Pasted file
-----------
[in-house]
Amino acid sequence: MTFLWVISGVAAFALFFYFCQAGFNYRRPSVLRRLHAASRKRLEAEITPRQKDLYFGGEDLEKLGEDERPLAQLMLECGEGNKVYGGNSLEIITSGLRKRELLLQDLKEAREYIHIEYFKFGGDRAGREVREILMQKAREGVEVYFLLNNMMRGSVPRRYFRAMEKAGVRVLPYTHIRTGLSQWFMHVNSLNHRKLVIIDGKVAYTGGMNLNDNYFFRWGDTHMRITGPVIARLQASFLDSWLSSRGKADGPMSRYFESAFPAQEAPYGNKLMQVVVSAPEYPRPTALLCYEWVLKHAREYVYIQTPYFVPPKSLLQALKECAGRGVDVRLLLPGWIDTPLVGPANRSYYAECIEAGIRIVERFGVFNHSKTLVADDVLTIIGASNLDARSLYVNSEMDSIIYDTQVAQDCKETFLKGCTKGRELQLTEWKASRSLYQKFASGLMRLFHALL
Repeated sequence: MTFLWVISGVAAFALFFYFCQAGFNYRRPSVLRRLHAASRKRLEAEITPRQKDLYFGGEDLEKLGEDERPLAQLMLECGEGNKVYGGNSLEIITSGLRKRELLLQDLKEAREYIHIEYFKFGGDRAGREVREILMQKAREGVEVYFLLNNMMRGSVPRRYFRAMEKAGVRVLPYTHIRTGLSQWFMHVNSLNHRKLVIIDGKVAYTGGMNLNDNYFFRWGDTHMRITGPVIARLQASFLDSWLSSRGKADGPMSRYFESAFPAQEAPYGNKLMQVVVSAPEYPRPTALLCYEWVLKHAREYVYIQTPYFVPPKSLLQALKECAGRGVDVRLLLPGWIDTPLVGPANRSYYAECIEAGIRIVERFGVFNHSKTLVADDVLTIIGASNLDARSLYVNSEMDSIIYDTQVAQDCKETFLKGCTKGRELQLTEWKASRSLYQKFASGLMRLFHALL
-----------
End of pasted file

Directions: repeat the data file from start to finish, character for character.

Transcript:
[in-house]
Amino acid sequence: MTFLWVISGVAAFALFFYFCQAGFNYRRPSVLRRLHAASRKRLEAEITPRQKDLYFGGEDLEKLGEDERPLAQLMLECGEGNKVYGGNSLEIITSGLRKRELLLQDLKEAREYIHIEYFKFGGDRAGREVREILMQKAREGVEVYFLLNNMMRGSVPRRYFRAMEKAGVRVLPYTHIRTGLSQWFMHVNSLNHRKLVIIDGKVAYTGGMNLNDNYFFRWGDTHMRITGPVIARLQASFLDSWLSSRGKADGPMSRYFESAFPAQEAPYGNKLMQVVVSAPEYPRPTALLCYEWVLKHAREYVYIQTPYFVPPKSLLQALKECAGRGVDVRLLLPGWIDTPLVGPANRSYYAECIEAGIRIVERFGVFNHSKTLVADDVLTIIGASNLDARSLYVNSEMDSIIYDTQVAQDCKETFLKGCTKGRELQLTEWKASRSLYQKFASGLMRLFHALL
Repeated sequence: MTFLWVISGVAAFALFFYFCQAGFNYRRPSVLRRLHAASRKRLEAEITPRQKDLYFGGEDLEKLGEDERPLAQLMLECGEGNKVYGGNSLEIITSGLRKRELLLQDLKEAREYIHIEYFKFGGDRAGREVREILMQKAREGVEVYFLLNNMMRGSVPRRYFRAMEKAGVRVLPYTHIRTGLSQWFMHVNSLNHRKLVIIDGKVAYTGGMNLNDNYFFRWGDTHMRITGPVIARLQASFLDSWLSSRGKADGPMSRYFESAFPAQEAPYGNKLMQVVVSAPEYPRPTALLCYEWVLKHAREYVYIQTPYFVPPKSLLQALKECAGRGVDVRLLLPGWIDTPLVGPANRSYYAECIEAGIRIVERFGVFNHSKTLVADDVLTIIGASNLDARSLYVNSEMDSIIYDTQVAQDCKETFLKGCTKGRELQLTEWKASRSLYQKFASGLMRLFHALL